The current owner (collector Porsche and Ferrari) possesses since 2000, and is the third owner.
The car has covered 81.000 kilometers.
Original engine and transmission.
You don’t see many E32s on the road anymore. Most have been consigned to the junk yard by now. That’s a shame. With this generation 7-series, BMW hewed close to the guiding principles that served it well back in the day, when it offered cars with simple, unfussy styling and a brawny but somewhat subdued road presence. The V12-powered 750iL was marvelous when running right but monstrously expensive to fix when it broke. The “entry level” 735i, on the other hand, was powered by the notoriously robust, inline six M30 engine. Displacing 3.4 liters, it’s the same motor that found its way into the 535i and 635CSi of the same period. With about 208 hp on tap to move around a car weighing about 3,500 lbs, it was no performance behemoth. But it certainly cost less to run than its larger-engined siblings. That makes this nicely kept 735i the perfect candidate for use as an interesting daily driver.
As promised, more 964s. Yesterday I featured the extra spicy Turbo 3.6 and today we’ll step back just a little to the original 964 Turbo. So I guess it’s 3 chilies on your Porsche menu rather than four. I’ll start by saying that I don’t feature these turbos perhaps as much as I’d like, but that is mostly because so many of those I come across are more or less the same. So many of them are Black or the occasional Guards Red with a Black or Tan interior and the mileage will be typical. There is nothing wrong with those cars per se, it’s just that once we’ve looked at one there isn’t as much to excite me for the next one.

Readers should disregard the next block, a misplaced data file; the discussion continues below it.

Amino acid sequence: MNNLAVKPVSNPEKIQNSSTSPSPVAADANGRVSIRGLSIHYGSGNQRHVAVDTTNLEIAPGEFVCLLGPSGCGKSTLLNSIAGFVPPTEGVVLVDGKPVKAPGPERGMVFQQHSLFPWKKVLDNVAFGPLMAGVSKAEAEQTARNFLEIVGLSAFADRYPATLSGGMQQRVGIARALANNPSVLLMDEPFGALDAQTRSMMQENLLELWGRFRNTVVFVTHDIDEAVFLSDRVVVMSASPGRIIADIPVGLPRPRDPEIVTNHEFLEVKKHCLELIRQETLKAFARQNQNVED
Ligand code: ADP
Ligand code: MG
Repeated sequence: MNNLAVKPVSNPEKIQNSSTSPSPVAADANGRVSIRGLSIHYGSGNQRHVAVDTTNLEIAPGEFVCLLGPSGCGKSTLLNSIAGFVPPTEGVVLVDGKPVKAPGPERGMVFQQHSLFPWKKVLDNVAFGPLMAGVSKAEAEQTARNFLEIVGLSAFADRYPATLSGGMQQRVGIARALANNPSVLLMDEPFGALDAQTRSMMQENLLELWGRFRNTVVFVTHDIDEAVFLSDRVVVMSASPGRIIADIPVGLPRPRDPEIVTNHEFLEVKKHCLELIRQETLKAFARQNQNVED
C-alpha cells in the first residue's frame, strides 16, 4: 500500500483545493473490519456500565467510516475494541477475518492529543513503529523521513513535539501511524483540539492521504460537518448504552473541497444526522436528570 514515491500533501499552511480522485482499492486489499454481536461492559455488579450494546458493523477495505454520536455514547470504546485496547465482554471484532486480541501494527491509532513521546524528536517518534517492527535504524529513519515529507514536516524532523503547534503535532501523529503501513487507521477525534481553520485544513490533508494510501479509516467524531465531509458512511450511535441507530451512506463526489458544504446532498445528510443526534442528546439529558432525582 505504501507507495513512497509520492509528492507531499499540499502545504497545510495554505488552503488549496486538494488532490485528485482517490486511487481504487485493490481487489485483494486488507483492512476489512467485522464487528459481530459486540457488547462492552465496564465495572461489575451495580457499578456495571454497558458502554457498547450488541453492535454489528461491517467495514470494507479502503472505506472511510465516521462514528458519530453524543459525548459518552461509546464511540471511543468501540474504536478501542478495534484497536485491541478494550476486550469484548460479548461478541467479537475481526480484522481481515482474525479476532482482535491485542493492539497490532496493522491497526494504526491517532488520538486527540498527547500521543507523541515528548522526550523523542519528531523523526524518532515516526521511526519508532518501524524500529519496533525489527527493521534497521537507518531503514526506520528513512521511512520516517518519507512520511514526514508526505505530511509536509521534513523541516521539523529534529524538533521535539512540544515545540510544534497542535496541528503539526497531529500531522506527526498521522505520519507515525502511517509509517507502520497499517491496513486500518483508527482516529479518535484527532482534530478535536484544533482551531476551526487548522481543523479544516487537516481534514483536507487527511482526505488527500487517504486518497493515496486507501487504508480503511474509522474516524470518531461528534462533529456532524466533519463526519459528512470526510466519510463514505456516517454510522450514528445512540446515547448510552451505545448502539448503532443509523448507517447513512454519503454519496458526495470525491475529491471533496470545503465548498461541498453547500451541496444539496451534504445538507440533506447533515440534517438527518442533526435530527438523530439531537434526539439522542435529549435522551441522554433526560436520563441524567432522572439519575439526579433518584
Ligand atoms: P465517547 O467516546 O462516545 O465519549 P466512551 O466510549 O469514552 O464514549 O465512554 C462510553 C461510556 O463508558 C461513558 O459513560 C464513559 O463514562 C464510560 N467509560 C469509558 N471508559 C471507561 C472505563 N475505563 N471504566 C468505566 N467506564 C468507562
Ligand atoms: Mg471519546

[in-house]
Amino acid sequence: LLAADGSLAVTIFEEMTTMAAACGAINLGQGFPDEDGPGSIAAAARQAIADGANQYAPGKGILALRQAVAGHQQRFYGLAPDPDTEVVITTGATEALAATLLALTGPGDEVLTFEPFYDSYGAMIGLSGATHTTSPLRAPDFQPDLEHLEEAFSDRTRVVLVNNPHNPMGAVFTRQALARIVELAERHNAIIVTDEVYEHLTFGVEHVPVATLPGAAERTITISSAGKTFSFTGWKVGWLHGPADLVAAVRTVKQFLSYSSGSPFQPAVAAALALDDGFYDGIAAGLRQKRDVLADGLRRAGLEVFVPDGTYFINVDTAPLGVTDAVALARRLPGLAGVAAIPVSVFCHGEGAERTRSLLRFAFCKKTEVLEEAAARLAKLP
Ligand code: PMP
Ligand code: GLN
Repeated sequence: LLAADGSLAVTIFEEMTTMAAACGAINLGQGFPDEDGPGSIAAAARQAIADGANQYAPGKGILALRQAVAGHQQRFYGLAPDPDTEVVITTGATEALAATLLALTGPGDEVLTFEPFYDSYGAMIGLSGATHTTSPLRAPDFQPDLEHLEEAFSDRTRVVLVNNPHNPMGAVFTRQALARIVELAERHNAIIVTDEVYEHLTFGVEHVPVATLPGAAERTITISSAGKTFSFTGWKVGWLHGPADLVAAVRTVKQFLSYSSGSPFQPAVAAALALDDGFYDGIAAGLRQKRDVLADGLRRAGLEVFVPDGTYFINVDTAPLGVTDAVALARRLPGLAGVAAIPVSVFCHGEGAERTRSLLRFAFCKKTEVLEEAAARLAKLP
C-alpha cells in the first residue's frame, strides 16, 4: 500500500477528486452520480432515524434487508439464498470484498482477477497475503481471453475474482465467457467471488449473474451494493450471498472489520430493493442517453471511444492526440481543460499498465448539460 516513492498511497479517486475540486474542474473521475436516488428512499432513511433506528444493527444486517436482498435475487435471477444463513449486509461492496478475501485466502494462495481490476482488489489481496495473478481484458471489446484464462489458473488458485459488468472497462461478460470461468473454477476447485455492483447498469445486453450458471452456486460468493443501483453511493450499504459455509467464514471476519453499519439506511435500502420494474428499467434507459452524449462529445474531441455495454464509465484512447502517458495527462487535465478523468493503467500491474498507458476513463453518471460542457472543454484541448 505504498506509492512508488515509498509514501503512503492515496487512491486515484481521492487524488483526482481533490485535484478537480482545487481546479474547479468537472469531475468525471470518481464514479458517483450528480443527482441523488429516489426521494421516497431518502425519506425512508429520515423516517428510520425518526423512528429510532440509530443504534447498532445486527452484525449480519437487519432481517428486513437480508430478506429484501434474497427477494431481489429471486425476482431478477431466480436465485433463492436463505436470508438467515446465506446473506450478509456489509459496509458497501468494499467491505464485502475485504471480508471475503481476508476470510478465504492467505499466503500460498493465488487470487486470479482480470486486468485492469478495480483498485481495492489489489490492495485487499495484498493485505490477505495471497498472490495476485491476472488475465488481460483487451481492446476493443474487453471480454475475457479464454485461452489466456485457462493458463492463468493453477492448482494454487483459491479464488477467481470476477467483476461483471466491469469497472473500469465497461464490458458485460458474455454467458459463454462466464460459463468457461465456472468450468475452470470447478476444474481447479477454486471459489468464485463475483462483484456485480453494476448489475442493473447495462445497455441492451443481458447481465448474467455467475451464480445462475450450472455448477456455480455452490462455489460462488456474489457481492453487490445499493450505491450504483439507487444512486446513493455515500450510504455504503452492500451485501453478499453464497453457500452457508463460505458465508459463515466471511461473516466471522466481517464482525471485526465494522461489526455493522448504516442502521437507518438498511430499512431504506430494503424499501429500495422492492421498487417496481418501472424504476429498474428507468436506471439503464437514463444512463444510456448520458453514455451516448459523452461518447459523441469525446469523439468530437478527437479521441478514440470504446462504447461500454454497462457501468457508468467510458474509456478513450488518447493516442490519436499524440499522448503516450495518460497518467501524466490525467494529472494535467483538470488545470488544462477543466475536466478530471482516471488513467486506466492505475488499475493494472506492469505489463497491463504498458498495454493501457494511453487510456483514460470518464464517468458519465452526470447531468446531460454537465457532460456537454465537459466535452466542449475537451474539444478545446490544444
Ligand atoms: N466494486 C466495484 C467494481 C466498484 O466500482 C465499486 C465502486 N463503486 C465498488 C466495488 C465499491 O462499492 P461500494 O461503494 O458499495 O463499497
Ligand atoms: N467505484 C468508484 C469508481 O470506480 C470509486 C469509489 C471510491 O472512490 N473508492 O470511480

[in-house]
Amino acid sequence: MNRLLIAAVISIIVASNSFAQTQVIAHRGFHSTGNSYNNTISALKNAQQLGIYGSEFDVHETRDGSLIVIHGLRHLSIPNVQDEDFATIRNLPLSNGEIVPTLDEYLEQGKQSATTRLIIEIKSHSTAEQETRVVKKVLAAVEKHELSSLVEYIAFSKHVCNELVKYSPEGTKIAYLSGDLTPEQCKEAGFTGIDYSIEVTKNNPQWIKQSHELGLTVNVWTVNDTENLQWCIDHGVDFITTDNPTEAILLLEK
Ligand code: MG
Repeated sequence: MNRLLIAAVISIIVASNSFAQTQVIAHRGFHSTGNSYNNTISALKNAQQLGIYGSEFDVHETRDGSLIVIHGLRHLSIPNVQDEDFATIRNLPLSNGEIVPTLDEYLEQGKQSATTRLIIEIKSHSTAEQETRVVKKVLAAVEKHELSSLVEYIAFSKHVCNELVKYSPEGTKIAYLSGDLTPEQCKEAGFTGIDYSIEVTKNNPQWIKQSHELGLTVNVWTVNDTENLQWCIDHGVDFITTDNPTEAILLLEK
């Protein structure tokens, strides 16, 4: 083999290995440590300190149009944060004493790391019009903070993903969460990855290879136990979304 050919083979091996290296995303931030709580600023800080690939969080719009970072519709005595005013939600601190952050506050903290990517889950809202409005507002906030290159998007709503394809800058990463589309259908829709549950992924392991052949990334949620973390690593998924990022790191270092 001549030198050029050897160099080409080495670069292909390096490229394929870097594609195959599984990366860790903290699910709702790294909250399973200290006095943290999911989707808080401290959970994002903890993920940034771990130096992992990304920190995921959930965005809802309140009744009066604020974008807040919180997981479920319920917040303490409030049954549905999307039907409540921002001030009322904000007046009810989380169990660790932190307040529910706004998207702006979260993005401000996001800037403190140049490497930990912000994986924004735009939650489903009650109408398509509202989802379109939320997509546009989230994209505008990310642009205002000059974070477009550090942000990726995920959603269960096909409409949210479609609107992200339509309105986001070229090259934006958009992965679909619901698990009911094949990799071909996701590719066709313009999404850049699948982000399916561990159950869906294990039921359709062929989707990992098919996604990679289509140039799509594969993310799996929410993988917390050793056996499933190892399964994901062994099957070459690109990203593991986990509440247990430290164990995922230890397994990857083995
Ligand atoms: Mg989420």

Here we will look at two that do not come in one of those very standard colors. Ok, so the first one is still red, but Coral Red Metallic is much more rare, in fact I don’t know if I’ve come across any 964 in this color let alone a Turbo. So it’s different and different is good in this case. Let’s look:
Continuing on my run of custom coachwork-built cars, this one might be one of the most practical and something that is actually has a mass appeal, as opposed to something like a hearse. Today’s vehicle is a 1963 Mercedes-Benz 190Dc Kombiwagen, a custom conversion by Binz Karosserie off of the W110 Fintail chassis. Surprisingly, this unique wagon resides in California where it awaits a restoration and a chance at many more miles of utility. Of course, I have to ask, is the time and effort worth it?
Model: 190Dc Kombiwagen
Engine: 2.0 inline-4 cylinder
Transmission: 4-speed manual
Price: Buy It Now $10,000
1963 Mercedes-Benz 190Dc Binz Coachbuilt Fintail Station Wagon
Binz Karosserie Nr. 2096
And now for something completely different….
Up for offer is a running, driving and solid example of an extremely rare Mercedes-Benz 190Dc Kombiwagen built by German coachbuilder Binz & Co Karosseriefabrik. There are less than 15 surviving examples of the Binz kombiwagen (non-ambulance) version w110 fintail ”heckflosse” known to exist in the world today.
Binz Karosserie in Lorch/Wurttemberg Germany has been working with Mercedes-Benz building custom variants of different models over the past 80 years. These models include ambulances, hearses, taxis, and the rarest of the rare, special ordered kombiwagens (station wagon) models built for private use as seen here. Other coachbuilders of the period included Miesen of Germany and IMA of Belgium, whose “universal” wagons are well known as over two thousand examples were built using several variations of the w110 chassis. Binz Karosserie was known for their quality build and high top roof design. The kombiwagen version seen here is actually the lowest of the different roof configurations offered by Binz for this series.
Image result for small mercedes logo
This Mercedes 190Dc Binz Kombiwagen has spent most of it’s life in California, so the rust issues are less than normal in the scope of fintails.